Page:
The Resilient Hoya

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After the Boxing Day bushfires of 2001 visited our Blue Mountains property, the extent of the damage done to the flora was clearly evident. You felt like you had landed on the moon.

Many plants, taken for granted over the years, were now valued either because of their complete obliteration or their irreparable damage. One such plant was our hoya. Given to us by my mother-in-law, this potted, tropical, evergreen plant mostly took care of itself. It hung from a branch with its vines dangling from the pot. These vines were covered with green and yellow leaves. They easily caught any breeze, swaying the hoya back and forth as if it danced to a choice melody that only it could hear.

Now our hoya was gone… scorched by the intensity of the bushfire’s heat. Like most of the neighbouring pots that displayed our orchids each year, the pot where our hoya had nested now seemed empty except for its dirt. Some of the pots had even partly melted.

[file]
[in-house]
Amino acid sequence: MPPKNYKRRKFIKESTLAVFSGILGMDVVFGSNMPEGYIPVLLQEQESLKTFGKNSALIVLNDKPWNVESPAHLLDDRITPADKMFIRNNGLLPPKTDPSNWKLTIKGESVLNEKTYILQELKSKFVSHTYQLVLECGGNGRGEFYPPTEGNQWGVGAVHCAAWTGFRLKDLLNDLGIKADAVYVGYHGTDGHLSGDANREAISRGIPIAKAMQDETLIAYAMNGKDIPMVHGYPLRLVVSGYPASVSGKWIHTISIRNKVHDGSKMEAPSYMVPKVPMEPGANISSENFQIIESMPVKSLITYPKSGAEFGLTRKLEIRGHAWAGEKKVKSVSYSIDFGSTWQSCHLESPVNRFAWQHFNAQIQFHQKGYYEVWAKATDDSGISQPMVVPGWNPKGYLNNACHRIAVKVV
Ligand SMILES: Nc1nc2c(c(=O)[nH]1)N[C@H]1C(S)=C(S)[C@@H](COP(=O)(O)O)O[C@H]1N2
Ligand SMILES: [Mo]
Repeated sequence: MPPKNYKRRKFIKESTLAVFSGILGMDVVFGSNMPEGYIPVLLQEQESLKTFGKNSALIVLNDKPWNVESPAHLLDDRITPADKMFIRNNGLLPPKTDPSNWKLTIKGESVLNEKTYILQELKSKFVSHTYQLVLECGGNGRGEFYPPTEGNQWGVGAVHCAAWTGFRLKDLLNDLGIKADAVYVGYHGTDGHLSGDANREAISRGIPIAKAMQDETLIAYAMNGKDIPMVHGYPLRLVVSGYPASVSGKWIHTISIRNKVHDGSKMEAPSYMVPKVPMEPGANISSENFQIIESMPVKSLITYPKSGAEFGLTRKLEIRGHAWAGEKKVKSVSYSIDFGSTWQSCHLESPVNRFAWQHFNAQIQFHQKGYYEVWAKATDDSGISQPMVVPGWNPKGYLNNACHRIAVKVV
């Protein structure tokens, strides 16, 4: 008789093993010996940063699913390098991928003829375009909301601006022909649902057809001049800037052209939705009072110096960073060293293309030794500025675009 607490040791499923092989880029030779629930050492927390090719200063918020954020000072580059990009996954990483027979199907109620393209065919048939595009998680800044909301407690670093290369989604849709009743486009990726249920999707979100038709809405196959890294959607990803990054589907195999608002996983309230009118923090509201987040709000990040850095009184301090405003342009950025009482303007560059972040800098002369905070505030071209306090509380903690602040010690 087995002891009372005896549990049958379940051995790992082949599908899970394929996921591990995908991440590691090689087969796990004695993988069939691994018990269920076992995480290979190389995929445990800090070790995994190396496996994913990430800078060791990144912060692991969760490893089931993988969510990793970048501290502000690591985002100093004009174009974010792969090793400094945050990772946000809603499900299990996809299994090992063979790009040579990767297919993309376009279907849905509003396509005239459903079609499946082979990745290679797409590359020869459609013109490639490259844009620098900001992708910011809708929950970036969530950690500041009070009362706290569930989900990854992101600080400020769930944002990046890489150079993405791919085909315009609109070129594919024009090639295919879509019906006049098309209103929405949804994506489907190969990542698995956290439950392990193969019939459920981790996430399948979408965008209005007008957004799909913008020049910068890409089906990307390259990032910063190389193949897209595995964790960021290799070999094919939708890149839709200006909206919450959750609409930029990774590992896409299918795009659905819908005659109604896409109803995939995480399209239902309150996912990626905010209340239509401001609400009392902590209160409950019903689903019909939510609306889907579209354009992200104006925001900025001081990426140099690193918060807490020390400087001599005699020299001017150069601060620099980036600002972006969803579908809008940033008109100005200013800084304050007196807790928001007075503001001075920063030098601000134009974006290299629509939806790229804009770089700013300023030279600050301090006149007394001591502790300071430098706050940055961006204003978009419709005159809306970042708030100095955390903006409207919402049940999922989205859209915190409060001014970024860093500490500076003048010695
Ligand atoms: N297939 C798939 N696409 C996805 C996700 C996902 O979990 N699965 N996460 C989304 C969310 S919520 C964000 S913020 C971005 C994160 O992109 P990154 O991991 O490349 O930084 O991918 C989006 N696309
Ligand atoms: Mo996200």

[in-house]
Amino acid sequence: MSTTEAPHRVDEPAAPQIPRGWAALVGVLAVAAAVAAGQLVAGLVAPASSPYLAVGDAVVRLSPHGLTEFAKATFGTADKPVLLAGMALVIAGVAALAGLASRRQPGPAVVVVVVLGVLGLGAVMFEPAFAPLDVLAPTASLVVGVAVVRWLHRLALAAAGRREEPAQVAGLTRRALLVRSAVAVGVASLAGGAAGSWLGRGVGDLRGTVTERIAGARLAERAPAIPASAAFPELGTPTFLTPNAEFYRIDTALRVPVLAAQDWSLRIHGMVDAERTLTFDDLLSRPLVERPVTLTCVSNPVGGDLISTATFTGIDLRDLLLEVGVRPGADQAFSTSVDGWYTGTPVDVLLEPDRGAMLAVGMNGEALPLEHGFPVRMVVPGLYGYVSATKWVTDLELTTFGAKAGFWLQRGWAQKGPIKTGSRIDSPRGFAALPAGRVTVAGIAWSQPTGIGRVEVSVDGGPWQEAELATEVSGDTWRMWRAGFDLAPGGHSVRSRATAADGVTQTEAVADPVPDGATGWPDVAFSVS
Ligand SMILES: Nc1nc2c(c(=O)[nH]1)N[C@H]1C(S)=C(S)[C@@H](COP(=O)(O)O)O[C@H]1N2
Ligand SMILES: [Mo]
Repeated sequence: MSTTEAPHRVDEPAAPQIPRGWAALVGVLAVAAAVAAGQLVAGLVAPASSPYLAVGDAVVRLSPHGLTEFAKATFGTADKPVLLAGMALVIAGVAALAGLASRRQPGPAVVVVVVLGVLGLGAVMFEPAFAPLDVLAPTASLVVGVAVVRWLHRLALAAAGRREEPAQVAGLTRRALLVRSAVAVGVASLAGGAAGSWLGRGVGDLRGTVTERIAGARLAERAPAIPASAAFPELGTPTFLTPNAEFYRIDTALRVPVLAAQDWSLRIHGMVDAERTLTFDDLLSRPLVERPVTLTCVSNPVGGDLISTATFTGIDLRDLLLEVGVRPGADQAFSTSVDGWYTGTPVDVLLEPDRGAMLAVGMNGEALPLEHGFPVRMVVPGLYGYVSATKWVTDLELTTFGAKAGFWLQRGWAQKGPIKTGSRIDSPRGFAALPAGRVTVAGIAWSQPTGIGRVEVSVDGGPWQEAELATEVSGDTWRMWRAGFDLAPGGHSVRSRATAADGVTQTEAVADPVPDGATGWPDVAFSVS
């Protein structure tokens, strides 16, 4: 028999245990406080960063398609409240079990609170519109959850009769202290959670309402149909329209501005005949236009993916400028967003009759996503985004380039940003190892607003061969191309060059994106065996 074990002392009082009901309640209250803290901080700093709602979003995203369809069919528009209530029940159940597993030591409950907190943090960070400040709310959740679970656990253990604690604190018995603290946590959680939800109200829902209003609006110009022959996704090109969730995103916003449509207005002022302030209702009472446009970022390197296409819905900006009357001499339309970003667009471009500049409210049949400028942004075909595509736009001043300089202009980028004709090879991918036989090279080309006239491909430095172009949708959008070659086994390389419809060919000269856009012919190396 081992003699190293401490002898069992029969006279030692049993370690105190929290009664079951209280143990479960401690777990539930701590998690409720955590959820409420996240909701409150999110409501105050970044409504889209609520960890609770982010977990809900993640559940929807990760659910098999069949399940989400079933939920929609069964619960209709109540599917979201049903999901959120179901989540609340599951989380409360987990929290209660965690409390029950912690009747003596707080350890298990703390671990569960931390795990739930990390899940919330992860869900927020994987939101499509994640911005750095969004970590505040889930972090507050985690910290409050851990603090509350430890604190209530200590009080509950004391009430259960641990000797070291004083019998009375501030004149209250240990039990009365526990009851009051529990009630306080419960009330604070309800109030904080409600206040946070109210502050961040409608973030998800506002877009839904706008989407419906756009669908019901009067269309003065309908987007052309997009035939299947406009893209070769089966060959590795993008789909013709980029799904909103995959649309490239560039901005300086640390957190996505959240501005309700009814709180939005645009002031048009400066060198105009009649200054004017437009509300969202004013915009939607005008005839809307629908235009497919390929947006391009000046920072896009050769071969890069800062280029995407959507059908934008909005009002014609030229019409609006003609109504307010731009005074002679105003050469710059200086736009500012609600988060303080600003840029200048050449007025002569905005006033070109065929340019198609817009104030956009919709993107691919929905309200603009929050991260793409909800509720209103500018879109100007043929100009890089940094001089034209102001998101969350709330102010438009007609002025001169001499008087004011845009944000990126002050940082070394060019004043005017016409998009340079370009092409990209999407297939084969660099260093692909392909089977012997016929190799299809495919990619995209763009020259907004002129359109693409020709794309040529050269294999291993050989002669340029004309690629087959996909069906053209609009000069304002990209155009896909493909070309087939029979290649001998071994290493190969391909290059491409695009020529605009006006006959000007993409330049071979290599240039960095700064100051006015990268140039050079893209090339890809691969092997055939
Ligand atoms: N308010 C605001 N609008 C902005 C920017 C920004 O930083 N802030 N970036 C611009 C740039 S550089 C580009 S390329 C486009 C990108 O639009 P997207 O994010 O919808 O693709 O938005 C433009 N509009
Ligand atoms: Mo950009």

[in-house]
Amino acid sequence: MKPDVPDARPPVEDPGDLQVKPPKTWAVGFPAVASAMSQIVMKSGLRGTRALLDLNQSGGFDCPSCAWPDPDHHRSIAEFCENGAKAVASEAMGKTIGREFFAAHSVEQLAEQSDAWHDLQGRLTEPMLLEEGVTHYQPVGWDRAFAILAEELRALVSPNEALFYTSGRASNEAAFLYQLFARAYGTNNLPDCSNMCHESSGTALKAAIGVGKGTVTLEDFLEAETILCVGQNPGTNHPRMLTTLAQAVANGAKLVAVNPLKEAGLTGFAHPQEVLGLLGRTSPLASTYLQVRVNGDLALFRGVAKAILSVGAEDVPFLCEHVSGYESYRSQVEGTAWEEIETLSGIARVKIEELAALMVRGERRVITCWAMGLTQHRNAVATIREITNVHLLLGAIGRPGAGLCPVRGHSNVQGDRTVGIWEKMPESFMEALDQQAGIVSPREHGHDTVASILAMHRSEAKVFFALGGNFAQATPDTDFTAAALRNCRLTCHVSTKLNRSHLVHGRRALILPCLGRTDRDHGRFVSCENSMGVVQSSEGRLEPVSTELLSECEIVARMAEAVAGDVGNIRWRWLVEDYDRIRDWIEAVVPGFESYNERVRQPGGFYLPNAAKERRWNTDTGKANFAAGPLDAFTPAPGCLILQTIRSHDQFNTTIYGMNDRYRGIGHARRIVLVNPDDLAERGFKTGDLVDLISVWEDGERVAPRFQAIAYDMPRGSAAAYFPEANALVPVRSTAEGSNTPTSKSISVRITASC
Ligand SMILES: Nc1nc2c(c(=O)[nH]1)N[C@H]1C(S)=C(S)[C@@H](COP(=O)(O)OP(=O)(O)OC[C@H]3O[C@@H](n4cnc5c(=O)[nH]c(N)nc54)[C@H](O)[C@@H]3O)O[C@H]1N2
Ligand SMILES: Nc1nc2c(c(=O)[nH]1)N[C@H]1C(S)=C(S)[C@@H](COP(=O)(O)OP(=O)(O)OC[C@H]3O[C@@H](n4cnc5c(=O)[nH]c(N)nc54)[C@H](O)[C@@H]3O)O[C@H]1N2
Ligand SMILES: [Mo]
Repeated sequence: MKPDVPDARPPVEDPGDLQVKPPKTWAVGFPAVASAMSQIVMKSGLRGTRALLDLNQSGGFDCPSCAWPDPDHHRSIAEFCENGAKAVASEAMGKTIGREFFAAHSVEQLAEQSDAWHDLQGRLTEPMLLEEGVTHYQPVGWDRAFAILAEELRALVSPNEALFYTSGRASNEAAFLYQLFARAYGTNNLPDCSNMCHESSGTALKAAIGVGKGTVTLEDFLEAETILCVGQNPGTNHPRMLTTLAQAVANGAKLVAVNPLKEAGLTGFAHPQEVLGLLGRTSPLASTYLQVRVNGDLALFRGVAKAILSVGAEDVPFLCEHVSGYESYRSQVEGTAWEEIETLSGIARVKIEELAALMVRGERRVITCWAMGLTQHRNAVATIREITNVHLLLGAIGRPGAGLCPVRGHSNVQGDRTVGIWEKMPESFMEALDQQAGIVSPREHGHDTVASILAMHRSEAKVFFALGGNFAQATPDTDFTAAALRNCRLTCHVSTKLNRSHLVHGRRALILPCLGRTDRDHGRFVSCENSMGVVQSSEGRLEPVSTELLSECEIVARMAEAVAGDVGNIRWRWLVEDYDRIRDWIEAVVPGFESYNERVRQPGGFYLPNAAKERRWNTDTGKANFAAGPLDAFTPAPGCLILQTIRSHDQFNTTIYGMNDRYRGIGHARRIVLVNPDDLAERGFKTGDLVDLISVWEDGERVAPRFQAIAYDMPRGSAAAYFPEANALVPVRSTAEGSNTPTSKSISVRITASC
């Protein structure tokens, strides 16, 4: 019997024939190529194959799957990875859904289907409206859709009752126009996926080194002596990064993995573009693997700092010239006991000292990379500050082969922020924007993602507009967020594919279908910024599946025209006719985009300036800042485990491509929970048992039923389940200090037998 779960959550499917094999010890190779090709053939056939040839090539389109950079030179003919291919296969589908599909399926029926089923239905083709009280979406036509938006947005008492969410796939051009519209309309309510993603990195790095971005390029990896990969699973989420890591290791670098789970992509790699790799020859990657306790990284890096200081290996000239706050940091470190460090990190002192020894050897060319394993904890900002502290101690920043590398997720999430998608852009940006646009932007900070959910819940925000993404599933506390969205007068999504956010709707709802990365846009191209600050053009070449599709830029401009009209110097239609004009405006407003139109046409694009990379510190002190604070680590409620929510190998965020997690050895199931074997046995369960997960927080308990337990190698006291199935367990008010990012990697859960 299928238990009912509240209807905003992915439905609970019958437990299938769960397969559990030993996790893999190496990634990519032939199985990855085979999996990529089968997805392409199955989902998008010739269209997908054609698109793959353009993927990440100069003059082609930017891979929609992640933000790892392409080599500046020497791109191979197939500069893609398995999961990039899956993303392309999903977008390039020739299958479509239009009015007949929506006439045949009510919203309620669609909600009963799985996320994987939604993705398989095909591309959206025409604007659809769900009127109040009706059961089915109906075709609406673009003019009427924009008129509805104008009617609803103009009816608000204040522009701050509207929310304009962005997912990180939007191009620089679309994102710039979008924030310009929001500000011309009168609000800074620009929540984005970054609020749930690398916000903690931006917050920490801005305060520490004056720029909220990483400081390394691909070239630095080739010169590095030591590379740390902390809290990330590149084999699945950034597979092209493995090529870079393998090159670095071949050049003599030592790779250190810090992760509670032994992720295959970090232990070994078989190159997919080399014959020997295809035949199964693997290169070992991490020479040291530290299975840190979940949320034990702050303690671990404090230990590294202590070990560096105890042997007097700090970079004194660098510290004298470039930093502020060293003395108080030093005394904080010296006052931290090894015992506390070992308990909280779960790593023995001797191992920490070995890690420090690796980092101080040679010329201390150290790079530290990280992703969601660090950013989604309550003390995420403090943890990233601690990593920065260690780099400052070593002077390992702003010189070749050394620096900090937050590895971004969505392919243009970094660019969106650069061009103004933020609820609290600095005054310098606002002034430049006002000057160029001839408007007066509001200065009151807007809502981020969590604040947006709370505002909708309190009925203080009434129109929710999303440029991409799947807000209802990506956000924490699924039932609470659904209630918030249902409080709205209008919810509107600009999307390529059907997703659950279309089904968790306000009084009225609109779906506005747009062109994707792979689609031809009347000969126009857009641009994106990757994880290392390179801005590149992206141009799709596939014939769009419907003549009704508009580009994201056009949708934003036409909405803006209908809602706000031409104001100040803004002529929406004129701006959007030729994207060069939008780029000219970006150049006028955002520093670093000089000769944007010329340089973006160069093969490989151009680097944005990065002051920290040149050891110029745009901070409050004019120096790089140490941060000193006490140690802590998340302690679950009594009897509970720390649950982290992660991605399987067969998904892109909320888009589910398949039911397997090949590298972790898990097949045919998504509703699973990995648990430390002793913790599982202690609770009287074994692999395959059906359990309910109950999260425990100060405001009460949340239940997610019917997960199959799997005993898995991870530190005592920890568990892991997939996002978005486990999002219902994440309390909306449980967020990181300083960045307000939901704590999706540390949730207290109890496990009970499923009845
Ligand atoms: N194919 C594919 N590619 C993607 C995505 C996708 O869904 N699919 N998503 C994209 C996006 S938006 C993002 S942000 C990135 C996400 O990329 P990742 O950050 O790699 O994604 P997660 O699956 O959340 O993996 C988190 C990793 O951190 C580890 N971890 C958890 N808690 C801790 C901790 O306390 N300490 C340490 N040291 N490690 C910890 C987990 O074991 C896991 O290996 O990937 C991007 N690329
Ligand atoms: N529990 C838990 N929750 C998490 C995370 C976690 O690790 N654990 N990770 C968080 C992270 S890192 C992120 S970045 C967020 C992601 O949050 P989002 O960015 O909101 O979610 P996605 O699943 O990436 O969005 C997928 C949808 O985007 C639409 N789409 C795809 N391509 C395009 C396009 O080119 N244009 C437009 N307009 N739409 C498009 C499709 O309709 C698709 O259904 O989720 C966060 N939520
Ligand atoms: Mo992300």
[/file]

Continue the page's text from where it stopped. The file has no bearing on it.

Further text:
During the cleanup the hoya pot was put aside and occasionally watered, without any real expectation of regrowth. But that is exactly what occurred and the hoya began growing back to its original self. Its resurrection was an encouraging sign of things to come.

When the hoya’s leafy vines started to wander from the pot, the plant was repotted and hung from another tree. Over the intervening years since the bushfires this tree never fully recovered. Earlier this year it toppled to the ground, crushing the hoya. I repotted the plant and this time brought it closer to the house, hanging it on a maple branch. Again the hoya quickly bounced back to a healthy state. As if to advertise the fact, it blossomed for the first time in its life. The beautiful, semi-spherical flower it produced comprised a cluster of small, delicate, star-shaped flowers, splashed in pink with a dab of darker pink at their centres.

Working on the regeneration of our bushland garden, despite the time and effort expended, has been very satisfying and rewarding. The resilience shown by plants like our hoya, our orchids and the many native plants that cover our property definitely raises one’s spirit.

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